The geotechnical performance of a pilot unlined crude oil storage caverns in granite is assessed using finite element method. Laboratory and field tests were performed to determine the geotechnical properties of the granite. Numerical simulations were carried out to assess the groundwater dropdown and stability of the caverns according to the test results. 5 numerical cases with different permeability coefficients were performed to investigate the influence of permeability coefficient. The simulation results indicated that the operation period of the storage caverns will be less than the designed period if there is no groundwater supply system. It was also found that there is an approximately linear relation between groundwater inflow flux and permeability in the double logarithm space. On the stability of the caverns, it is shown that the stability of pillars between different caverns is different as a result of the different stress paths experienced of the pillars.
The demand for natural carbonate resources is increasing all over the world. Safe and stable natural carbonate resource supply is of critical importance for many countries to fuel the economic and social developments. Storage of these resources often provides an economic way to secure the supply. Underground storage takes advantages over ground surface storage in terms of safety, environment and economy. The carbonate resources could be underground stored in the state of liquefied petroleum gas (Goodall et al. 1988), gas (Liang & Lindblom 1994, Lu 1998,Yang & Guan 2001, Kim et al. 2007), or crude oil (Yang et al. 2004).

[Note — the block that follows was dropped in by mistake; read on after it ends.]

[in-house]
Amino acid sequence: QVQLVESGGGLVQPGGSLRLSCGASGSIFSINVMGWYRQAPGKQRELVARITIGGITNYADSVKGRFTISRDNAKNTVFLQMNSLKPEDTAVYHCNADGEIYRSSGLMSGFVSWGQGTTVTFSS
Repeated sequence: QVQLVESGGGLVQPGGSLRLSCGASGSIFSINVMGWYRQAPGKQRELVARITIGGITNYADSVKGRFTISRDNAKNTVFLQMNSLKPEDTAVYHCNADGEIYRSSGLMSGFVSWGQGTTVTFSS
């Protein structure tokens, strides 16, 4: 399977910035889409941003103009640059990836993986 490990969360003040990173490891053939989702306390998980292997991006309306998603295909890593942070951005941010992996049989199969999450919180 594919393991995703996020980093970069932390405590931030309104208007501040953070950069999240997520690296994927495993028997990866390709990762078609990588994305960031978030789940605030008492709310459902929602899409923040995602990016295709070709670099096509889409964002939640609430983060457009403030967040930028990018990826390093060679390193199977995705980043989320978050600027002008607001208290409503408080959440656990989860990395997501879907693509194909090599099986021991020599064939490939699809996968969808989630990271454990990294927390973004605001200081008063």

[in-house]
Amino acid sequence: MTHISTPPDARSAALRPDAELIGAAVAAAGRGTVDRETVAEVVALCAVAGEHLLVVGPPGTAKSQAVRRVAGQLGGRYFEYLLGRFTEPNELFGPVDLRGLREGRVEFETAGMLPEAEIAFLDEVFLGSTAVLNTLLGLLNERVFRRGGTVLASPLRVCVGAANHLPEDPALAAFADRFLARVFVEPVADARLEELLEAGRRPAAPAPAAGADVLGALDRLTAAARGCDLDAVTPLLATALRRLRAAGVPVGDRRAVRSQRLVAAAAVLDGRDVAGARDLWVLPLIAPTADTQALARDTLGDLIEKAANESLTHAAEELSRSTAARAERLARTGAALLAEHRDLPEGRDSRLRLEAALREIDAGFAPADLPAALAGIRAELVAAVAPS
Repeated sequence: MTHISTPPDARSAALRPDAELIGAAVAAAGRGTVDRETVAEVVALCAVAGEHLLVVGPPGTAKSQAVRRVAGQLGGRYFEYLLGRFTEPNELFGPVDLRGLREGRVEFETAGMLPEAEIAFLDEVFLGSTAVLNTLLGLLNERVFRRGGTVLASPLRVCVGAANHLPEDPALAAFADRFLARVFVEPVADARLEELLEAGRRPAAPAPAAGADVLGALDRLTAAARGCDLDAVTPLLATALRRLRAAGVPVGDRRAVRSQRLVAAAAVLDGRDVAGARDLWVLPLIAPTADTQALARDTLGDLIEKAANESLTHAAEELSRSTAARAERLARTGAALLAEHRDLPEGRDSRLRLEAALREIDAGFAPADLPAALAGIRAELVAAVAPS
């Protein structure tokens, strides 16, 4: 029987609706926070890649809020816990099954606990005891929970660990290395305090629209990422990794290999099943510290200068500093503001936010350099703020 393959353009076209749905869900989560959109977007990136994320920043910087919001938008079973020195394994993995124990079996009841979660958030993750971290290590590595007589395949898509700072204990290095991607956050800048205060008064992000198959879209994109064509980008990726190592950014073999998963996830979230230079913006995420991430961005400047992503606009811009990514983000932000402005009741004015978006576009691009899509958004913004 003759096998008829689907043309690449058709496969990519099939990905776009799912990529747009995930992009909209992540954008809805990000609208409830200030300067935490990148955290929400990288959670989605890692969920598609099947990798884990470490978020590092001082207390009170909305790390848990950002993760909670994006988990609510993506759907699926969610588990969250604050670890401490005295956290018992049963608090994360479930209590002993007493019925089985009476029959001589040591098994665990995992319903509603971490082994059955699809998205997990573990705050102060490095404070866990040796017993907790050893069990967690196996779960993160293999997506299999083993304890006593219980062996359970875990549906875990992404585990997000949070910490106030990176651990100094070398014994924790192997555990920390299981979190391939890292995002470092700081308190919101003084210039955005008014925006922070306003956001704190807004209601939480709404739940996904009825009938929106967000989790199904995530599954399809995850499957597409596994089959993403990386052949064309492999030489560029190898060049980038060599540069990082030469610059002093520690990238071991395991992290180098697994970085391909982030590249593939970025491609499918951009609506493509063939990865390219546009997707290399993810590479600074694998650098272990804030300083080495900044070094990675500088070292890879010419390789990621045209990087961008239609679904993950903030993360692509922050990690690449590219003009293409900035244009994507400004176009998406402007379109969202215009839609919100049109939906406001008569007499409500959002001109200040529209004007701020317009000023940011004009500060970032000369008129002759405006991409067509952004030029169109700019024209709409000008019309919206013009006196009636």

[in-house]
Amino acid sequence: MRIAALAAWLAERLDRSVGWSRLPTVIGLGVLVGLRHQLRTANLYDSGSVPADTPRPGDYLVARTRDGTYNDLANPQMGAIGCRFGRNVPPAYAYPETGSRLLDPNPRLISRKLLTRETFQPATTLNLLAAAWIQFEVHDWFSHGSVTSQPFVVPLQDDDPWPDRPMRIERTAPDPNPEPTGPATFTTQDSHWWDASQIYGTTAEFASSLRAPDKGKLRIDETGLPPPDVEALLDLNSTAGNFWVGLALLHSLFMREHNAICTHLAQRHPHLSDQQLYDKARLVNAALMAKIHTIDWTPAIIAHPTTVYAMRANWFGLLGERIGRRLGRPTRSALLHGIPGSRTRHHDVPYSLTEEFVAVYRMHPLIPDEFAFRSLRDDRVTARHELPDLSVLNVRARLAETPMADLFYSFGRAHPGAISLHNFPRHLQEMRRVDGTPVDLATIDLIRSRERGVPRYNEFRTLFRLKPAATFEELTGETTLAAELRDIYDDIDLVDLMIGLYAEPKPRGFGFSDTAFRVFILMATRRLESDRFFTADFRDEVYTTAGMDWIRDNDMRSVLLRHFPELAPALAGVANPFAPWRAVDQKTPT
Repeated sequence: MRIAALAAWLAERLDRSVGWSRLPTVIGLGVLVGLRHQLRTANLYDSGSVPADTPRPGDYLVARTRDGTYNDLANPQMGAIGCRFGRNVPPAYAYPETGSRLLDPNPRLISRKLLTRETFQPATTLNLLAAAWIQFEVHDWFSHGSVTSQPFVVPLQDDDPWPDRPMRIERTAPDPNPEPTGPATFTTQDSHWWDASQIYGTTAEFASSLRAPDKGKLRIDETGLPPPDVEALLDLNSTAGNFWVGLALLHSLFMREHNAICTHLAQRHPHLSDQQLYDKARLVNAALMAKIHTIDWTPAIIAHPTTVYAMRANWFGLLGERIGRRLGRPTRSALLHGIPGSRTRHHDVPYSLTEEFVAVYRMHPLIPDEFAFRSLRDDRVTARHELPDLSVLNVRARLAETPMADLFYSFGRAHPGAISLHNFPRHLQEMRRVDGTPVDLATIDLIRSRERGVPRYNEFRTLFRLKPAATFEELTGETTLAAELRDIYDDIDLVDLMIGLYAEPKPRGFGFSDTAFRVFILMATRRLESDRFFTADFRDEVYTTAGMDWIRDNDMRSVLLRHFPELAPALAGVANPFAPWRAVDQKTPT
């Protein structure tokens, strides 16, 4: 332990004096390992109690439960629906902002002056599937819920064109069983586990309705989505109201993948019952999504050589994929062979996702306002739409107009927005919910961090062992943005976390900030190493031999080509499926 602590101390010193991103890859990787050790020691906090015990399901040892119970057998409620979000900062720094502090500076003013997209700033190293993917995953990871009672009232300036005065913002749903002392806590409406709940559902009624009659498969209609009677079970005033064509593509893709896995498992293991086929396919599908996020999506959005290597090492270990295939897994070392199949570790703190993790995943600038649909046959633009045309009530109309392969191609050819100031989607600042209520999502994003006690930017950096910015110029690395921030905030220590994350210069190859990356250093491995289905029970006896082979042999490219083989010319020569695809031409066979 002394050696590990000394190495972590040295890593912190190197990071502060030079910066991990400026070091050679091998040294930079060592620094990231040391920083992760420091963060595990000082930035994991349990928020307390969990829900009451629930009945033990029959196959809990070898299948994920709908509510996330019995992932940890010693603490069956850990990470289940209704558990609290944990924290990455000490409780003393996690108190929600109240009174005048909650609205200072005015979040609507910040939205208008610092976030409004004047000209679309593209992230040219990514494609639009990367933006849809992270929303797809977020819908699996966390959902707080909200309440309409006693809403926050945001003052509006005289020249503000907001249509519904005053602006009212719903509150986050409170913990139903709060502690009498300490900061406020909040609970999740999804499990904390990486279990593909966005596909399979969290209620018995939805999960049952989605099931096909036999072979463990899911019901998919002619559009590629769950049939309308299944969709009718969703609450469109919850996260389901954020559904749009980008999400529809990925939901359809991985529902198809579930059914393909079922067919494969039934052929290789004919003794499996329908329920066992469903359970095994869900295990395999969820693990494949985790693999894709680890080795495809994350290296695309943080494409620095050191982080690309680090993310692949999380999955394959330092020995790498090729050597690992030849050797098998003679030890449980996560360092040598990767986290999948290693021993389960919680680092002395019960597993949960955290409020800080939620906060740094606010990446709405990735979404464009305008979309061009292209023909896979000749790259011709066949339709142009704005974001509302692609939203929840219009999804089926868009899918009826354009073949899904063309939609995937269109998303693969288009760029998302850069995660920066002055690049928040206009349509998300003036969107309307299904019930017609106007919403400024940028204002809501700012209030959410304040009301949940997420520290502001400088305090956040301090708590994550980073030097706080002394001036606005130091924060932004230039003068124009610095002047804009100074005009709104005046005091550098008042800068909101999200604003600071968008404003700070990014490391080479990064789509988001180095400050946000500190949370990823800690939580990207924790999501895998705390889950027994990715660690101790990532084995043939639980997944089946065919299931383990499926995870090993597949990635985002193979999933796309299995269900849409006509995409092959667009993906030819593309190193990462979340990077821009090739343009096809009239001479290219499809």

The basic principle of crude oil storage in unlined caverns is that the groundwater pressure around the caverns should be higher than the pressure of the stored gas, liquefied petroleum gas, or crude oil to prevent leakage toward the surrounding rock mass (Goodal et al. 1988, Liang & Lindblom 1994). For example, in Chinese code for underground unlined caverns design, the minimum allowable difference between groundwater head and storage pressure head is 15 m. The unlined caverns should maintain a stable state all through its life. In the case of crude oil storage, the bedrock is usually dominated by crystalline hard rocks. In this case, the performance of the storage caverns depends greatly on the geotechnical, i.e., permeable and geomechanical properties of rock mass.
In China, an unlined storage cavern facility, which is one of the first unlined crude oil storage caverns in crystalline hard rocks, is being constructed in granite to meet the fluctuant need for carbonate fuels. Prior to the construction, it is of importance to assess the geotechnical performance of the pilot unlined caverns, including the groundwater drawdown and stability of rock mass around caverns.